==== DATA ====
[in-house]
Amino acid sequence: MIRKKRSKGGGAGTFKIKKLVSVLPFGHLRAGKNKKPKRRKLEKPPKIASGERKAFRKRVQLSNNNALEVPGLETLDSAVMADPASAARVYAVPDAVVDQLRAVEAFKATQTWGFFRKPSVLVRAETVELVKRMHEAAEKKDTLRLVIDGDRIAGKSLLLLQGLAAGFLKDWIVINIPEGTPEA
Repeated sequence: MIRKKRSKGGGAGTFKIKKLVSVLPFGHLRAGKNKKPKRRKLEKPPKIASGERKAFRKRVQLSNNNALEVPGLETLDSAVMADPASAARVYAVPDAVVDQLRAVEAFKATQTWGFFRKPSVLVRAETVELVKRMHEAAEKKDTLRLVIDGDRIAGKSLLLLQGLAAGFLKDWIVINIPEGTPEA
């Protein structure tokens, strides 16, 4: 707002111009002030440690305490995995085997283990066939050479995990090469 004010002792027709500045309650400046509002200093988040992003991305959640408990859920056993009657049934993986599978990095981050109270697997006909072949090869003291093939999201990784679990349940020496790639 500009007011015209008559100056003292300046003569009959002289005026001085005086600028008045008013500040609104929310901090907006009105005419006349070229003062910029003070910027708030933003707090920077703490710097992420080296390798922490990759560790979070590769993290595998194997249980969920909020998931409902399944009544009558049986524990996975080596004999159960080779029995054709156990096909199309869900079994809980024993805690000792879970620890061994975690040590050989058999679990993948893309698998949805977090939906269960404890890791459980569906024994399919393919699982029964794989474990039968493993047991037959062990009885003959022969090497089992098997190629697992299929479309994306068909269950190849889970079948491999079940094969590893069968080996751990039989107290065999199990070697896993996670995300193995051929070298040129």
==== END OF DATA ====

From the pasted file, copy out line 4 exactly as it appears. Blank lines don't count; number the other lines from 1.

């Protein structure tokens, strides 16, 4: 707002111009002030440690305490995995085997283990066939050479995990090469 004010002792027709500045309650400046509002200093988040992003991305959640408990859920056993009657049934993986599978990095981050109270697997006909072949090869003291093939999201990784679990349940020496790639 500009007011015209008559100056003292300046003569009959002289005026001085005086600028008045008013500040609104929310901090907006009105005419006349070229003062910029003070910027708030933003707090920077703490710097992420080296390798922490990759560790979070590769993290595998194997249980969920909020998931409902399944009544009558049986524990996975080596004999159960080779029995054709156990096909199309869900079994809980024993805690000792879970620890061994975690040590050989058999679990993948893309698998949805977090939906269960404890890791459980569906024994399919393919699982029964794989474990039968493993047991037959062990009885003959022969090497089992098997190629697992299929479309994306068909269950190849889970079948491999079940094969590893069968080996751990039989107290065999199990070697896993996670995300193995051929070298040129």